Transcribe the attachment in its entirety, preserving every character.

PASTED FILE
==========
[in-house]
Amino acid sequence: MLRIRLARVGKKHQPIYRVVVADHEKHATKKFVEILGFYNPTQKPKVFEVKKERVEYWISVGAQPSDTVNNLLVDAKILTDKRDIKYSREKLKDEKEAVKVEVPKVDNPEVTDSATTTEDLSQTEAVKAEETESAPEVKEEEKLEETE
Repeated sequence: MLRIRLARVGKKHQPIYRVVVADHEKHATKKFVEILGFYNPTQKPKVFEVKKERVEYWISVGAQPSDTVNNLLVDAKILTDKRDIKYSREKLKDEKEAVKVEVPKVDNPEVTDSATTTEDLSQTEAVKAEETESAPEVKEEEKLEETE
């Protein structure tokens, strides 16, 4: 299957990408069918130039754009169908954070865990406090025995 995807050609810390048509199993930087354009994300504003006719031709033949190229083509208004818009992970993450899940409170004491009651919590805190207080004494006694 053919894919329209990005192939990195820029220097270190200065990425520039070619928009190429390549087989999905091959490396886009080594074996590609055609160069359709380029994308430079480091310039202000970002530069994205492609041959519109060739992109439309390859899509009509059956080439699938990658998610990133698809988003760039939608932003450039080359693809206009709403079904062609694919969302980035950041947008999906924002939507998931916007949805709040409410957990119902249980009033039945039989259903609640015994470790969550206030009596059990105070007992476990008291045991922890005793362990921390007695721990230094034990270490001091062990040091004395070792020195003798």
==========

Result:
[in-house]
Amino acid sequence: MLRIRLARVGKKHQPIYRVVVADHEKHATKKFVEILGFYNPTQKPKVFEVKKERVEYWISVGAQPSDTVNNLLVDAKILTDKRDIKYSREKLKDEKEAVKVEVPKVDNPEVTDSATTTEDLSQTEAVKAEETESAPEVKEEEKLEETE
Repeated sequence: MLRIRLARVGKKHQPIYRVVVADHEKHATKKFVEILGFYNPTQKPKVFEVKKERVEYWISVGAQPSDTVNNLLVDAKILTDKRDIKYSREKLKDEKEAVKVEVPKVDNPEVTDSATTTEDLSQTEAVKAEETESAPEVKEEEKLEETE
């Protein structure tokens, strides 16, 4: 299957990408069918130039754009169908954070865990406090025995 995807050609810390048509199993930087354009994300504003006719031709033949190229083509208004818009992970993450899940409170004491009651919590805190207080004494006694 053919894919329209990005192939990195820029220097270190200065990425520039070619928009190429390549087989999905091959490396886009080594074996590609055609160069359709380029994308430079480091310039202000970002530069994205492609041959519109060739992109439309390859899509009509059956080439699938990658998610990133698809988003760039939608932003450039080359693809206009709403079904062609694919969302980035950041947008999906924002939507998931916007949805709040409410957990119902249980009033039945039989259903609640015994470790969550206030009596059990105070007992476990008291045991922890005793362990921390007695721990230094034990270490001091062990040091004395070792020195003798």